bluegill on February 16, 2013 at 5:11 AM

No, I do not. And whatever he’s full of, I sure wish there was much more to go around. He has immense pride in himself, and in his case much more than plenty other unaccomplished fools, it is vastly well-founded.

RepubChica on February 16, 2013 at 11:21 AM

Speaking of the Republican Party, we are currently seeing two different splits. The first is the establishment vs. the Tea Party. The examples here are Karl Rove vs. conservative groups, as well as Haley Barbour vs. the Club for Growth. But the second split is Washington vs. non-Washington Republicans. And the best way to illustrate this split is between Marco Rubio (Washington) and Bobby Jindal (non-Washington).

There is only one split. The Establishment Republicans against the Tea Party and Conservatives.

The Washington vs non-Washington Republicans is hogwash. Rubio, Jindal and others are all elected. The Tea Party is made up of non-elected Americans across party lines. Also the Tea Party is against Government that betray their Oath of Office and the American People and our Country.

The S.E. Cupp and others that commented are just Dem talking points.

bluefox on February 16, 2013 at 11:54 AM

RepubChica on February 16, 2013 at 11:21 AM

Just in case you haven’t noticed, this fish is the HA House troll/moby:-) She does love Sarah Palin tho, one of her biggest supporters (heavy snark)

bluefox on February 16, 2013 at 12:01 PM

Can’t you just disagree without tearing down personally those with whom you disagree?

Don L on February 16, 2013 at 6:43 AM

She can not follow her own advice, ever.

Go Dr. Carson!!!

Schadenfreude on February 16, 2013 at 12:17 PM

She can not follow her own advice, ever.

Go Dr. Carson!!!

Schadenfreude on February 16, 2013 at 12:17 PM

True. In case anyone missed Dr. Carson on Hannity for the full hour last night, it’s here:

http://www.therightscoop.com/full-interview-dr-ben-carson-on-hannity-2/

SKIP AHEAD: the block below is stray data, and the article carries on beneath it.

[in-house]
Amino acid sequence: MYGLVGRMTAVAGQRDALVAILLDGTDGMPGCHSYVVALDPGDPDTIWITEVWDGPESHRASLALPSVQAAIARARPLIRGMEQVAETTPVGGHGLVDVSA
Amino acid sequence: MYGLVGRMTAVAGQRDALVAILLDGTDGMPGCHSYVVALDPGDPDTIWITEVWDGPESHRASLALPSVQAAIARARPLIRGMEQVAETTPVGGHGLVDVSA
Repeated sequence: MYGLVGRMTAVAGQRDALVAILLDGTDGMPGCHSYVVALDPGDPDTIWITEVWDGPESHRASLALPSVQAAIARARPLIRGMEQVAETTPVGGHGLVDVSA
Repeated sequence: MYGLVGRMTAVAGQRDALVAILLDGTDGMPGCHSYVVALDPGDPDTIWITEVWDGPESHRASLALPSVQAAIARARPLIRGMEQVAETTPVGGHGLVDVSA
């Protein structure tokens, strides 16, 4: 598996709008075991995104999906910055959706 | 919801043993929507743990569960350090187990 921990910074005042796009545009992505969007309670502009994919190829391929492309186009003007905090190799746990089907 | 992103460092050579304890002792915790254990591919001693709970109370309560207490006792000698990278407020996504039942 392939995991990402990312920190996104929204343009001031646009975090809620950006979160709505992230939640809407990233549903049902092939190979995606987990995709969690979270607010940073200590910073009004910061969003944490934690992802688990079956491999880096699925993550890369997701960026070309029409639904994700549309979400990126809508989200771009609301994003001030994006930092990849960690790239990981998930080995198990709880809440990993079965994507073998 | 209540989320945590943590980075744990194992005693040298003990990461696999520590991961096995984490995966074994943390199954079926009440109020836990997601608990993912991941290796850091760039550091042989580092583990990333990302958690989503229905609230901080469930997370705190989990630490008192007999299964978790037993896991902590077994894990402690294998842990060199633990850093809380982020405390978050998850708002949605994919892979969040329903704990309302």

bluefox on February 16, 2013 at 12:57 PM

Anyone else think Dr. Carson (the black conservative neurosurgeon guy who separated the conjoined twins and stuck it to Obama) comes across as arrogant and stuck-up? I like him, but think he appears way too full if himself, kind of like Alan Keyes, and it’s not because of his race.

bluegill on February 16, 2013 at 5:11 AM

There is a world of difference between having justifiable personal pride in oneself and one’s accomplishments…and being arrogant (as personified by our pResident [pbuh]).

(BTW; Did you just call Alan Keyes “uppity”?)

Solaratov on February 16, 2013 at 1:02 PM

Anyone else think Dr. Carson (the black conservative neurosurgeon guy who separated the conjoined twins and stuck it to Obama) comes across as arrogant and stuck-up? I like him, but think he appears way too full if himself, kind of like Alan Keyes, and it’s not because of his race.

bluegill on February 16, 2013 at 5:11 AM

Nope, you are on your own in bigotsville, you reprobate bigot.

Keep mobying though. It is hilarious.

tom daschle concerned on February 16, 2013 at 1:05 PM

Ted Cruz is coming under attack from the left as you know. I sent him an email of thanks last week. Hope everyone here does the same.

http://www.senateconservatives.com/?c=aa9578f3e4d574984b618afe6a701953

bluefox on February 16, 2013 at 1:19 PM

Anyone else think Dr. Carson (the black conservative neurosurgeon guy who separated the conjoined twins and stuck it to Obama) comes across as arrogant and stuck-up? I like him, but think he appears way too full if himself, kind of like Alan Keyes, and it’s not because of his race.

bluegill on February 16, 2013 at 5:11 AM

Yeah, I also find him arrogant, and your right, it has nothing to do with race. Alan Keyes, whose race escapes me at the moment, is a great example of another of those people with the same problem. It has nothing to do with race, it’s just something that I’ve noticed about them. I like them, but I think sometimes that people like them just sort of forget their place, like they don’t know who their betters are. I mean that in a totally non-racist way, of course.